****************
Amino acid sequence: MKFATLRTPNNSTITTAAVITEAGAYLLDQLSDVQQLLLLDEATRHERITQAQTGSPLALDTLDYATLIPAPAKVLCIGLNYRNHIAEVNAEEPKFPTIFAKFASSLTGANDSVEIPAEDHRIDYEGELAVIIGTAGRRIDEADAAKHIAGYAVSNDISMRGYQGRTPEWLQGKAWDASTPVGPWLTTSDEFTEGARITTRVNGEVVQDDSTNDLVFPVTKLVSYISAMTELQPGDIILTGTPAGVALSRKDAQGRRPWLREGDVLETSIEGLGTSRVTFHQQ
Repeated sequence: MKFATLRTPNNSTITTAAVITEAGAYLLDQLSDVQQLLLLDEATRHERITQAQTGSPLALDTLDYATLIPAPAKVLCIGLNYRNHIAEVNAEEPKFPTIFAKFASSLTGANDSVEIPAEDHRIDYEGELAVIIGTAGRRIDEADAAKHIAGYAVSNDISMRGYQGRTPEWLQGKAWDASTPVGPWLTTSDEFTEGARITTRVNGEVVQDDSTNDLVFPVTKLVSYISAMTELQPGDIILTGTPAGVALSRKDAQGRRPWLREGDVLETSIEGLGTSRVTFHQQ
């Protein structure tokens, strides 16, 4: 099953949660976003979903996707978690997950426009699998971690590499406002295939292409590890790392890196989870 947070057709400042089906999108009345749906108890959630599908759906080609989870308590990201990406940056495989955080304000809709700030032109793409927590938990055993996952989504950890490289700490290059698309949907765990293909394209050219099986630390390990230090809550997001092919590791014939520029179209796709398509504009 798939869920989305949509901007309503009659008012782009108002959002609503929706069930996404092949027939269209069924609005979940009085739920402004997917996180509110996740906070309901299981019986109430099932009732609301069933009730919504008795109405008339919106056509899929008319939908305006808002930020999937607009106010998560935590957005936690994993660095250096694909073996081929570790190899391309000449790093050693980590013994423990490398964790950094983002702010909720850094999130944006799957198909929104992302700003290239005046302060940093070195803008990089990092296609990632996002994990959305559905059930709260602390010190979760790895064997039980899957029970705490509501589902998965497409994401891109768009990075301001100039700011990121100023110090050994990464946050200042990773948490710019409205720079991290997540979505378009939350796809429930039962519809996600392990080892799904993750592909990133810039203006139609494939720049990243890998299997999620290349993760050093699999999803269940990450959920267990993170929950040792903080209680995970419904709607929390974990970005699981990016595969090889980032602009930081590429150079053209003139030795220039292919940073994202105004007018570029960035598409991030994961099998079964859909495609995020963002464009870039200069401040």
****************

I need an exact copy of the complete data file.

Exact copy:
Amino acid sequence: MKFATLRTPNNSTITTAAVITEAGAYLLDQLSDVQQLLLLDEATRHERITQAQTGSPLALDTLDYATLIPAPAKVLCIGLNYRNHIAEVNAEEPKFPTIFAKFASSLTGANDSVEIPAEDHRIDYEGELAVIIGTAGRRIDEADAAKHIAGYAVSNDISMRGYQGRTPEWLQGKAWDASTPVGPWLTTSDEFTEGARITTRVNGEVVQDDSTNDLVFPVTKLVSYISAMTELQPGDIILTGTPAGVALSRKDAQGRRPWLREGDVLETSIEGLGTSRVTFHQQ
Repeated sequence: MKFATLRTPNNSTITTAAVITEAGAYLLDQLSDVQQLLLLDEATRHERITQAQTGSPLALDTLDYATLIPAPAKVLCIGLNYRNHIAEVNAEEPKFPTIFAKFASSLTGANDSVEIPAEDHRIDYEGELAVIIGTAGRRIDEADAAKHIAGYAVSNDISMRGYQGRTPEWLQGKAWDASTPVGPWLTTSDEFTEGARITTRVNGEVVQDDSTNDLVFPVTKLVSYISAMTELQPGDIILTGTPAGVALSRKDAQGRRPWLREGDVLETSIEGLGTSRVTFHQQ
């Protein structure tokens, strides 16, 4: 099953949660976003979903996707978690997950426009699998971690590499406002295939292409590890790392890196989870 947070057709400042089906999108009345749906108890959630599908759906080609989870308590990201990406940056495989955080304000809709700030032109793409927590938990055993996952989504950890490289700490290059698309949907765990293909394209050219099986630390390990230090809550997001092919590791014939520029179209796709398509504009 798939869920989305949509901007309503009659008012782009108002959002609503929706069930996404092949027939269209069924609005979940009085739920402004997917996180509110996740906070309901299981019986109430099932009732609301069933009730919504008795109405008339919106056509899929008319939908305006808002930020999937607009106010998560935590957005936690994993660095250096694909073996081929570790190899391309000449790093050693980590013994423990490398964790950094983002702010909720850094999130944006799957198909929104992302700003290239005046302060940093070195803008990089990092296609990632996002994990959305559905059930709260602390010190979760790895064997039980899957029970705490509501589902998965497409994401891109768009990075301001100039700011990121100023110090050994990464946050200042990773948490710019409205720079991290997540979505378009939350796809429930039962519809996600392990080892799904993750592909990133810039203006139609494939720049990243890998299997999620290349993760050093699999999803269940990450959920267990993170929950040792903080209680995970419904709607929390974990970005699981990016595969090889980032602009930081590429150079053209003139030795220039292919940073994202105004007018570029960035598409991030994961099998079964859909495609995020963002464009870039200069401040």